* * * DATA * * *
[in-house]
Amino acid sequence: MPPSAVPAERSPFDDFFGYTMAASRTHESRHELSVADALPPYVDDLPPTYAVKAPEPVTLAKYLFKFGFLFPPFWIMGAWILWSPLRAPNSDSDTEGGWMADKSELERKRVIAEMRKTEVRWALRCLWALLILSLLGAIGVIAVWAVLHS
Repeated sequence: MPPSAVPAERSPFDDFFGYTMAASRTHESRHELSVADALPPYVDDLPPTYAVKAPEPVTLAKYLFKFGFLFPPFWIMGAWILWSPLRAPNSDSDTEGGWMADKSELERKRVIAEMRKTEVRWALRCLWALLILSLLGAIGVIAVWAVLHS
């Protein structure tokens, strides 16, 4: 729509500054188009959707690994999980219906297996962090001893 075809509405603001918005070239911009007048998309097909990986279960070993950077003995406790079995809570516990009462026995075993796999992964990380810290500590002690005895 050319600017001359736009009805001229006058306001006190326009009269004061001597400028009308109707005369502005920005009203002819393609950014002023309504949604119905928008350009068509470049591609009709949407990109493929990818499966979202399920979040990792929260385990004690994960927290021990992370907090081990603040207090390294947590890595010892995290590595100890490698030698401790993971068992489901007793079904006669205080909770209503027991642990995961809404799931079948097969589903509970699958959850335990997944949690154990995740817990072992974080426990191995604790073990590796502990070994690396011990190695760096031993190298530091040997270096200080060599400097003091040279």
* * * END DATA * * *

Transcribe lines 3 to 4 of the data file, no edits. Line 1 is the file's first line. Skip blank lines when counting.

Repeated sequence: MPPSAVPAERSPFDDFFGYTMAASRTHESRHELSVADALPPYVDDLPPTYAVKAPEPVTLAKYLFKFGFLFPPFWIMGAWILWSPLRAPNSDSDTEGGWMADKSELERKRVIAEMRKTEVRWALRCLWALLILSLLGAIGVIAVWAVLHS
């Protein structure tokens, strides 16, 4: 729509500054188009959707690994999980219906297996962090001893 075809509405603001918005070239911009007048998309097909990986279960070993950077003995406790079995809570516990009462026995075993796999992964990380810290500590002690005895 050319600017001359736009009805001229006058306001006190326009009269004061001597400028009308109707005369502005920005009203002819393609950014002023309504949604119905928008350009068509470049591609009709949407990109493929990818499966979202399920979040990792929260385990004690994960927290021990992370907090081990603040207090390294947590890595010892995290590595100890490698030698401790993971068992489901007793079904006669205080909770209503027991642990995961809404799931079948097969589903509970699958959850335990997944949690154990995740817990072992974080426990191995604790073990590796502990070994690396011990190695760096031993190298530091040997270096200080060599400097003091040279």